“I don't like what I call class porn,” he says. “Where everybody's all–you know all gooey over if only the aristocracy was still in charge, life would be so civilized. F*** that. It's not true. It was never true. And this is the opposite. This is if the aristocracy was still in charge, this–I mean it's a movie about a very American trait on Edith, on the character, and a very incredibly decadent trait of the aristocracy rotting away in a mansion on a hill. You know? I mean it's Miss Haversham in 'Great Expectations' or it's whatever you want. But it is the anti-class porn in a way.”
Oh and “Crimson Peak” also features ghosts. Or does it? There certainly are supernatural elements, but this is another place where del Toro is both aware of the genre context and quick to offer clarification.
Of the recent successful supernatural horror films — “The Conjuring,” et al — del Toro says, “I think that most of the movies — most of those movies are circulating in the same area, which is a very, very rich and worthy area, which is either found-footage or Middle America, middle class — Homes invaded blah blah. They also have a slant that it's impossible for me to take, which is a religious slant. I can't subscribe under any religion and go, 'Look, if you do this, the ghost will go away.' I mean it's not going away. I am a fat anarchist. So, I won't subscribe to, 'Look, if you're good, they'll go away.' Or those things, I don't believe in. And it's done with a very, very I would say profound reverence for the Gothic romance and the gothic all the way to its literary roots. It's a completely different piece. You know? It's not about–it's the same, vampires, ghosts, robots, whatever it is, you know there's frequencies in which you can move kinda from one end of the spectrum to the other. So, this one is its own little beast.”
On the day we're on-set, Wasikowska's Edith is in a state of panic, repeatedly running and throwing out the door of the Sharpe abode, exposing herself to the snowy elements in a thin nightie. The door of the house is like a gaping maw, regurgitating and devouring Edith over and over again. It's easy to see the influences del Toro describes to Mario Bava and to Hammer horror films.
The shot is done from many different angles and in many variations, but it's also done swiftly. “Crimson Peak” is set for a 68 day shoot, hardly a Sundance indie schedule, but a mere fleeting blink compared to the 100-day shoot for “Pacific Rim” or the 135 schedule for the first “Hellboy.”
It's one of the accommodations del Toro has made in order to make “Crimson Peak” his own way.
“You know once you say, 'This is an R' or 'I want it to be an R' or shoot it like an R… You know? If by some miracle of miracles we get something else, God bless. But to say, 'I want to shoot it with the freedom,' then the studio comes back and says, 'Then you have to make it for a budget.' And your deal is not your deal. They're going to have to take a cut… and you go 'Fine. No problem,'” he says.
Del Toro continues, “[L]ook, to get all the freedom and all the money is, A) Rare, and B) Not desirable. I think that it leads to a bad mess. You become 'Fritzcarraldo.' ''I'm going to get this boat over there!' You know? It's really crazy. I think part of making movies is dealing with restrictions of freedom or restrictions of budget. And I'd rather deal with restrictions of budget. You know what I'm saying? It's better to feel free within any budget.”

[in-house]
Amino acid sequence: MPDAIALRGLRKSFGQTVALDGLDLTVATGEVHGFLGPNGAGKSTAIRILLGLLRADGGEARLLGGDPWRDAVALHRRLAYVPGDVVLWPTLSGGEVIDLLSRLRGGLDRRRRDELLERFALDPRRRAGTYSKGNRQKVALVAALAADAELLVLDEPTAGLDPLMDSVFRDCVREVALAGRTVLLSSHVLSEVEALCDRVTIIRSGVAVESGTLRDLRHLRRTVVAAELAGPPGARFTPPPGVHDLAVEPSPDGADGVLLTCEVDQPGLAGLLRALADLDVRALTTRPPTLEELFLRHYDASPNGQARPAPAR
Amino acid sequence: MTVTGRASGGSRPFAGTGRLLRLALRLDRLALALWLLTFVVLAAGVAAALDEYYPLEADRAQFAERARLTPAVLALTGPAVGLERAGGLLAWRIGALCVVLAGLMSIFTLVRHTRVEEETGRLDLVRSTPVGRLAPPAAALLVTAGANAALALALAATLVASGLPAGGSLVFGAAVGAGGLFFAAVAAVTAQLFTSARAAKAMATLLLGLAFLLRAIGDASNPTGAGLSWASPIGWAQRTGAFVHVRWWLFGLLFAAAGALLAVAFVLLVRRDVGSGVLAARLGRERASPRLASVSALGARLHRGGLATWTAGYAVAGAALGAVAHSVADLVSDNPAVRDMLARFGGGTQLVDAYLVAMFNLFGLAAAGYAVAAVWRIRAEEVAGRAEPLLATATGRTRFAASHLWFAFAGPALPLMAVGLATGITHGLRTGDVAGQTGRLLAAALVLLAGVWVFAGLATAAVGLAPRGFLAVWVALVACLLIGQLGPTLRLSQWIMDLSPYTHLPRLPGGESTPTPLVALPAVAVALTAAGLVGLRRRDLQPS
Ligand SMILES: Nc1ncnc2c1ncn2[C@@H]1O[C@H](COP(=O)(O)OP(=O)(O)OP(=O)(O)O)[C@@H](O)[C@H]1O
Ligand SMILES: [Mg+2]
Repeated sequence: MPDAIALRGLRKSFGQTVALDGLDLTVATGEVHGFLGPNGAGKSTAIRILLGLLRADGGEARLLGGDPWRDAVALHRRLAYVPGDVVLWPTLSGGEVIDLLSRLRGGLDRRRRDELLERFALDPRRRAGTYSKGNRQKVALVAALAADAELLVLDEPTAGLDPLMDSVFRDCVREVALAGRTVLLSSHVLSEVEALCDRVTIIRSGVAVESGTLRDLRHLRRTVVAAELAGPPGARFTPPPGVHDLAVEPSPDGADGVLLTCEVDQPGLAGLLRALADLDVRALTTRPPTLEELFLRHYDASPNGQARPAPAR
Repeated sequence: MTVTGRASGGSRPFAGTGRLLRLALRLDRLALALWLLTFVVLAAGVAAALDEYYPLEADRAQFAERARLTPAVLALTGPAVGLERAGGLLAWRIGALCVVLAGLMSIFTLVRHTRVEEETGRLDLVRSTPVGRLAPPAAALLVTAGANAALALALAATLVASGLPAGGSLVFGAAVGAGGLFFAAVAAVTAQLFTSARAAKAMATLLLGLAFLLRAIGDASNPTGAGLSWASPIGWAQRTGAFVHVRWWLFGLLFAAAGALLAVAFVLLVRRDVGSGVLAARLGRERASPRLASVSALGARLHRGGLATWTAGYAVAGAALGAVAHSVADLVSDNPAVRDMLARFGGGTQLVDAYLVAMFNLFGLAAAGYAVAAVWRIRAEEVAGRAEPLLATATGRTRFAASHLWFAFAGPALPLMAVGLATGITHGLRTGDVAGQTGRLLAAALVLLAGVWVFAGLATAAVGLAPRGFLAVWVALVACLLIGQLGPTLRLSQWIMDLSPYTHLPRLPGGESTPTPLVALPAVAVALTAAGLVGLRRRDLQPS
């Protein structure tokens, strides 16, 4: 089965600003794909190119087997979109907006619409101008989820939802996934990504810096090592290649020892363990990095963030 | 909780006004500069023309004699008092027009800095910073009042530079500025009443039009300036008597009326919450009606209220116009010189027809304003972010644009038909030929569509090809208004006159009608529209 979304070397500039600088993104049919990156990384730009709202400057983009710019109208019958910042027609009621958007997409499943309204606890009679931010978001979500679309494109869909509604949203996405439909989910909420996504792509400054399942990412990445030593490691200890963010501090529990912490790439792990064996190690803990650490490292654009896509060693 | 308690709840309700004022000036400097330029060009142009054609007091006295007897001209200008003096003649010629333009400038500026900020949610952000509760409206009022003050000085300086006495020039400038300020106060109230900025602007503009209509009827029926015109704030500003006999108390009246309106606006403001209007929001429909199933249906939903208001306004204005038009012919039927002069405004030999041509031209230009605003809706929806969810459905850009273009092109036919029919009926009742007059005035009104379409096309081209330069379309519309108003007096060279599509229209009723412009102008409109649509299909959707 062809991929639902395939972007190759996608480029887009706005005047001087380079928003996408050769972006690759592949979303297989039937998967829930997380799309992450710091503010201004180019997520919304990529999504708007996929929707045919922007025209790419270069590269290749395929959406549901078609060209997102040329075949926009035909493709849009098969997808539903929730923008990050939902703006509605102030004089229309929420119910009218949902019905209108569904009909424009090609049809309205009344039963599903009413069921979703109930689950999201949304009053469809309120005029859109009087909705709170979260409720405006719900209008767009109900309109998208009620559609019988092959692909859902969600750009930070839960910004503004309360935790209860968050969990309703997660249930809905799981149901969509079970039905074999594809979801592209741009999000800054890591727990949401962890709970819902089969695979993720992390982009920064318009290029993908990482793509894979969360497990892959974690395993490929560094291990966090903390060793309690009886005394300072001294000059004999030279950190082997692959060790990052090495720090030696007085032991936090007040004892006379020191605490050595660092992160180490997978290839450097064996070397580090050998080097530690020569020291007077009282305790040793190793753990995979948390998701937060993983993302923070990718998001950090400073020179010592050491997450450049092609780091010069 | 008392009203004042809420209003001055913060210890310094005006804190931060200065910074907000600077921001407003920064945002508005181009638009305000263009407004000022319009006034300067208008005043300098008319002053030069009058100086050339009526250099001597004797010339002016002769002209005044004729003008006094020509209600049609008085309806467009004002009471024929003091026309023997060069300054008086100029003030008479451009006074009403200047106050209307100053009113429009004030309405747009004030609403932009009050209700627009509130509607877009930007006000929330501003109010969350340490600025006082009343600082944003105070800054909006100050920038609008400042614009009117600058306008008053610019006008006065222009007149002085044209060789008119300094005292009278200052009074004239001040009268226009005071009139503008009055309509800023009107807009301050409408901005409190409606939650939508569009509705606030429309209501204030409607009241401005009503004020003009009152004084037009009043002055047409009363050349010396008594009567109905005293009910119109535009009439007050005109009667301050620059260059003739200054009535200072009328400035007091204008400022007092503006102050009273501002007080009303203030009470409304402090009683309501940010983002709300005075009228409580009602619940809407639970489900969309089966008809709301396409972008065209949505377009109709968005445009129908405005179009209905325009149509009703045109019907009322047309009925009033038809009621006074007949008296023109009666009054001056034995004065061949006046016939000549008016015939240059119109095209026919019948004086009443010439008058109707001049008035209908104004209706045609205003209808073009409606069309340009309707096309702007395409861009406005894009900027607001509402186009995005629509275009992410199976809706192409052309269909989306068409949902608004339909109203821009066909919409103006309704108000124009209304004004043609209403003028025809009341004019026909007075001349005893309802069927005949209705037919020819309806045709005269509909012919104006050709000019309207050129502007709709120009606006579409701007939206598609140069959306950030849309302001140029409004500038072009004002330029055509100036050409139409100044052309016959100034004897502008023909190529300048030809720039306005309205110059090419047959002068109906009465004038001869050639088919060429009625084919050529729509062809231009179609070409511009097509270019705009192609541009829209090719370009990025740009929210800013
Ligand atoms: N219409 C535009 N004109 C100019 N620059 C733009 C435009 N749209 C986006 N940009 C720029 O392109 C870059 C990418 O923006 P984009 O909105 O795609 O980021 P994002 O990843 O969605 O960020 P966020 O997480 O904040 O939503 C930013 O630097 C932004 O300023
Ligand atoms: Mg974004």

At the same time that “Crimson Peak” is shooting, Toronto is also home to production on FX's “The Strain,” based on del Toro and Chuck Hogan's trio of vampire novels. I visited “The Strain” and “Crimson Peak” in the same frenzied week and the “Strain” stars were still buzzing about the times that del Toro, who wrote and directed their pilot, would drop by production at two or three in morning, or telling stories of the weekends del Toro would show up to shoot second unit.
In his first TV series, del Toro has found an unlikely palate cleanser.
“It's actually exactly that,” del Toro laughs. “It's like I'm still supervising the effects shots on 'The Strain' every day to this day. Like it's Mr.X, so it's not that difficult. You know? But I asked Carlton [Cuse] to stay involved in the color correcting on the episodes and the effects. And I react to the dailies. I watch the dailies every day. But it's so much fun, first because it's somebody else's problem. I look at the dailies, and I go, 'Hmm. They should have covered from here. Yeah. Oh, they covered from here.' I react to the cut. I talk to Carlton. I have so far shot a couple of times Saturday unit where I go and shoot additional pieces for them. If the director's not available, I go in and shoot that or go with the second unit director and walk the set with him in the morning. I go as far as to put blood on–there's a scene where there's a bunch of bloody handprints. It's mine, my hand. I walk the scene and all that. And it's like literally you take a vacation for a few hours every day. You go like, 'Whew.' it's literally like an exhalation. It doesn't make it more complicated. It makes it more fun. Then you go back to what you're doing. You know? And you see it differently.”
Guillermo del Toro has a different sense of “vacation” than most people.
You may also wonder if he's sleeping. At all.
“Very little.” he admits. “Four hours? You know? The other day I slept eight. And I like it. I understand it now. I go, 'That's why people do that!' It was really good.”
Hope this whets your appetite a bit for “Crimson Peak.”
As we get closer to the October 16, 2015 release date, I'll have more from the set, including del Toro's guided tour of the Sharpe Manor, plus on-set interviews with Tom Hiddleston and Charlie Hunnam, plus Jessica Chastain, who played the piano for us in her trailer as her three-legged dog ran around excitedly.